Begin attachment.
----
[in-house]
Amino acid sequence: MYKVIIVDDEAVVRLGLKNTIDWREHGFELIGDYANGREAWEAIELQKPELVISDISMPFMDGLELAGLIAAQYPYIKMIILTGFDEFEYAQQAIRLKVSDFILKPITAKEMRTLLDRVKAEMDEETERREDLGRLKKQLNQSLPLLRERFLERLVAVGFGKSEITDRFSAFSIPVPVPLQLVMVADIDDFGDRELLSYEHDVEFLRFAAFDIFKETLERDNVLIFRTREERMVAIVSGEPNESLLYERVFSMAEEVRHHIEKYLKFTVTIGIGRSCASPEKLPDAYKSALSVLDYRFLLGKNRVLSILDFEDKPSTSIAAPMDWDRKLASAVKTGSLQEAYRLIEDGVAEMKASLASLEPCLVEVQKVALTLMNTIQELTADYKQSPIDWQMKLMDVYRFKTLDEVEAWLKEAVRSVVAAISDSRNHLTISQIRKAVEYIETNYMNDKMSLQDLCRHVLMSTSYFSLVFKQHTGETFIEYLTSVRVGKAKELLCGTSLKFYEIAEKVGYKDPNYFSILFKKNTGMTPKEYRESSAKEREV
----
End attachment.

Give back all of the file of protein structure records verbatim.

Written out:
[in-house]
Amino acid sequence: MYKVIIVDDEAVVRLGLKNTIDWREHGFELIGDYANGREAWEAIELQKPELVISDISMPFMDGLELAGLIAAQYPYIKMIILTGFDEFEYAQQAIRLKVSDFILKPITAKEMRTLLDRVKAEMDEETERREDLGRLKKQLNQSLPLLRERFLERLVAVGFGKSEITDRFSAFSIPVPVPLQLVMVADIDDFGDRELLSYEHDVEFLRFAAFDIFKETLERDNVLIFRTREERMVAIVSGEPNESLLYERVFSMAEEVRHHIEKYLKFTVTIGIGRSCASPEKLPDAYKSALSVLDYRFLLGKNRVLSILDFEDKPSTSIAAPMDWDRKLASAVKTGSLQEAYRLIEDGVAEMKASLASLEPCLVEVQKVALTLMNTIQELTADYKQSPIDWQMKLMDVYRFKTLDEVEAWLKEAVRSVVAAISDSRNHLTISQIRKAVEYIETNYMNDKMSLQDLCRHVLMSTSYFSLVFKQHTGETFIEYLTSVRVGKAKELLCGTSLKFYEIAEKVGYKDPNYFSILFKKNTGMTPKEYRESSAKEREV